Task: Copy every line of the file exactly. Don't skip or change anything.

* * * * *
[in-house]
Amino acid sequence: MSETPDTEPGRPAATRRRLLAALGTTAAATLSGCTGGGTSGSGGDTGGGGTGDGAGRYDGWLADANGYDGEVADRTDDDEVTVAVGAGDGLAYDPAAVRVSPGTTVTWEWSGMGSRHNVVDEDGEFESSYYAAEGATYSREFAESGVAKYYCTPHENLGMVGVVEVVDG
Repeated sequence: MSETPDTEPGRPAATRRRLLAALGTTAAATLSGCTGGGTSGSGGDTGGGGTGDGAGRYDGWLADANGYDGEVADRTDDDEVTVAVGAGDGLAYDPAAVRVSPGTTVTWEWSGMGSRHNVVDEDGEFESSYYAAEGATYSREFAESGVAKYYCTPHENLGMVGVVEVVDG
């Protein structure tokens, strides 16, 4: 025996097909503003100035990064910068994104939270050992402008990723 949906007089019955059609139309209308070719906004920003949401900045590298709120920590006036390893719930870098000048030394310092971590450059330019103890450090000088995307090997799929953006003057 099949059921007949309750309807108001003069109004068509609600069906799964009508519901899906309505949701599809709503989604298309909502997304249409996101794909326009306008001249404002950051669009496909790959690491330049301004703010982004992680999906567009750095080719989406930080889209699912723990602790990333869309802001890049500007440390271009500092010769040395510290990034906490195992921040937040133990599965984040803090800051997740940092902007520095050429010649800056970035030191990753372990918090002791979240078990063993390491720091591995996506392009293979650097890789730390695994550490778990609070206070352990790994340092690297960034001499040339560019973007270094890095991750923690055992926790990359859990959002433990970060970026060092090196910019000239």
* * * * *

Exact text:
[in-house]
Amino acid sequence: MSETPDTEPGRPAATRRRLLAALGTTAAATLSGCTGGGTSGSGGDTGGGGTGDGAGRYDGWLADANGYDGEVADRTDDDEVTVAVGAGDGLAYDPAAVRVSPGTTVTWEWSGMGSRHNVVDEDGEFESSYYAAEGATYSREFAESGVAKYYCTPHENLGMVGVVEVVDG
Repeated sequence: MSETPDTEPGRPAATRRRLLAALGTTAAATLSGCTGGGTSGSGGDTGGGGTGDGAGRYDGWLADANGYDGEVADRTDDDEVTVAVGAGDGLAYDPAAVRVSPGTTVTWEWSGMGSRHNVVDEDGEFESSYYAAEGATYSREFAESGVAKYYCTPHENLGMVGVVEVVDG
């Protein structure tokens, strides 16, 4: 025996097909503003100035990064910068994104939270050992402008990723 949906007089019955059609139309209308070719906004920003949401900045590298709120920590006036390893719930870098000048030394310092971590450059330019103890450090000088995307090997799929953006003057 099949059921007949309750309807108001003069109004068509609600069906799964009508519901899906309505949701599809709503989604298309909502997304249409996101794909326009306008001249404002950051669009496909790959690491330049301004703010982004992680999906567009750095080719989406930080889209699912723990602790990333869309802001890049500007440390271009500092010769040395510290990034906490195992921040937040133990599965984040803090800051997740940092902007520095050429010649800056970035030191990753372990918090002791979240078990063993390491720091591995996506392009293979650097890789730390695994550490778990609070206070352990790994340092690297960034001499040339560019973007270094890095991750923690055992926790990359859990959002433990970060970026060092090196910019000239």